In a recent report on mobile payments, the Wall Street Journal said, “Apple Inc. is laying the groundwork for an expanded mobile-payments service, leveraging its growing base of iPhone and iPad users and the hundreds of millions of credit cards on file through its iTunes stores.” This report does not raise eyebrows, but simply states the inevitable fact. Apple's entry into this market will undoubtedly raise the bar, with major players already fiercely competing to gain market traction over how people pay through mobile devices.
Updated Article 1/25/14:
WOW. I had to update this previously glowing article of what had been a well-made app and service to reflect the poor business decisions made by LogMeIn. First, they had one of the more expensive apps at $20 to $30, and more recently, it was as much as $130. But I still recommended it because it connected to their FREE service, making the up-front investment worthwhile.
Now, the Free service is gone, and the app has been pulled and is useless. Users have seven days to convert to a paid account of $50 to $100 or more. When that happens to a free or even $0.99 app, it's one thing and understandable, but with $30 to $130 app, that's a bad investment and bad policy.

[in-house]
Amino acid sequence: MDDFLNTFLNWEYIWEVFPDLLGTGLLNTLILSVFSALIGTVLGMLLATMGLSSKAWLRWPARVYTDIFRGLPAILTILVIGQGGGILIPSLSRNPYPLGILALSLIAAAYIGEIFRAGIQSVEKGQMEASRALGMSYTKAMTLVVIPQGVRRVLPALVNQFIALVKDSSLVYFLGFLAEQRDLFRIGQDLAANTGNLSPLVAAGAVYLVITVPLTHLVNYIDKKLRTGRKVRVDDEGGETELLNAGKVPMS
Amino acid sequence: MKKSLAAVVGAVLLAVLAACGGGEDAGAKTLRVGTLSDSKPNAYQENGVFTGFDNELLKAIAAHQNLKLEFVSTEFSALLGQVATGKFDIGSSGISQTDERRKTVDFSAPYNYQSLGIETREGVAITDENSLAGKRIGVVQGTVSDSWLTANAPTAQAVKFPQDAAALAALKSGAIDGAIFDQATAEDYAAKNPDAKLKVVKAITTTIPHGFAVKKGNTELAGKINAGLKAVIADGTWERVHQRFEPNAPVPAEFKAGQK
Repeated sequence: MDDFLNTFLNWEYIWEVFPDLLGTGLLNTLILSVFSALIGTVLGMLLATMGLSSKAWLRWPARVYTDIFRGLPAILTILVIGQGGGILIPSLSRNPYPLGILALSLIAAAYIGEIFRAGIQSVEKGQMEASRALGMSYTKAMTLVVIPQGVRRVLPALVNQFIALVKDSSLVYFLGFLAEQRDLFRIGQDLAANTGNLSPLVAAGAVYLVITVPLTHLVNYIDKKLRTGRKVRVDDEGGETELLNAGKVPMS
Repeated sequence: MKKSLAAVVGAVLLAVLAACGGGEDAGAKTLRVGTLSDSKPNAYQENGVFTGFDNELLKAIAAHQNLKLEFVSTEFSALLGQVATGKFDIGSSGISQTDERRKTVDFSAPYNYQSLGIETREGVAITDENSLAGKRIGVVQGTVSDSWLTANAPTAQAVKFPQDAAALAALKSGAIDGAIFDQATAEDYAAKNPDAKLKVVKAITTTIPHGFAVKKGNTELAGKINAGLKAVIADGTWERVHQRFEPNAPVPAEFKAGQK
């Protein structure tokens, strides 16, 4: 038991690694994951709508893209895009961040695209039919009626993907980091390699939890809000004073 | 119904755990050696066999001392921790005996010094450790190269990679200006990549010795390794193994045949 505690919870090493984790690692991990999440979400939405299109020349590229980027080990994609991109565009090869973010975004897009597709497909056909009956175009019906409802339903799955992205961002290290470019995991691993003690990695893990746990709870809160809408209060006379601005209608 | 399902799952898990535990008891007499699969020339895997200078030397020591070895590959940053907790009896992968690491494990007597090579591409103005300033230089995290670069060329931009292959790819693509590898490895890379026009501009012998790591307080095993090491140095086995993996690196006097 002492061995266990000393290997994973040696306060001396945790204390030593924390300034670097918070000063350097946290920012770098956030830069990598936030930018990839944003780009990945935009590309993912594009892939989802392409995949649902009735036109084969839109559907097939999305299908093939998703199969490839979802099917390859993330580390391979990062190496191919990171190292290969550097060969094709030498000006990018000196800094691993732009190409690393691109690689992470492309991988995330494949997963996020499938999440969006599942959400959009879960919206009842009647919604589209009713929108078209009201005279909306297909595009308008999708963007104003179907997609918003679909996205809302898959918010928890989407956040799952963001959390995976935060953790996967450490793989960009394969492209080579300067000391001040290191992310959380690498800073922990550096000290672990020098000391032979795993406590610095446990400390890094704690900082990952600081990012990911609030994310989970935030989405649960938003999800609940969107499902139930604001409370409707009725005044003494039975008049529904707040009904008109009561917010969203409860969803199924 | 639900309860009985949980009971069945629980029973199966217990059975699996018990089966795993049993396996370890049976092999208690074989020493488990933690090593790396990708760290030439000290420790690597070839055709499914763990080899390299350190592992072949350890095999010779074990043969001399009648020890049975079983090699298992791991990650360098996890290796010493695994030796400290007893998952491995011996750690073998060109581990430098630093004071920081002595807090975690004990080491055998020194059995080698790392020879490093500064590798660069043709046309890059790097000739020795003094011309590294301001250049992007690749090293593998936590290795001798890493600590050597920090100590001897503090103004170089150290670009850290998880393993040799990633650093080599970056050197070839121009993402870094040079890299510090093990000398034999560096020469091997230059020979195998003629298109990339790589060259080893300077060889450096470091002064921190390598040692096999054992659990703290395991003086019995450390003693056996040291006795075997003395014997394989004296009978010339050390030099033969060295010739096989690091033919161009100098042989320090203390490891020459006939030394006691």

Google yesterday announced a new version of their free Chrome web browser that has some great features. Plus, they launched a new app that lets you view movies and TV shows that you've purchased in the Google Play store. An important new feature of Chrome is an option for compressing data, meaning that you use up to 50 percent less of your data allotment when browsing the web. If you turn on this feature, the app uses Google's servers to compress the web pages that you're accessing before they appear on your iPhone or iPad. This new feature also enables Safe Browsing, which protects you from malicious web pages so you don't inadvertently download spyware or viruses. When you open the Chrome browser, it automatically explains this new option and presents you with a screen to enable it. You can subsequently toggle it on and off in the settings panel for Chrome. Tap the settings icon at the top right in Chrome, then select Bandwidth, and then Reduce Data Usage. You'll see a screen that lets you turn the feature on and off and that shows your data savings. (See screenshot.)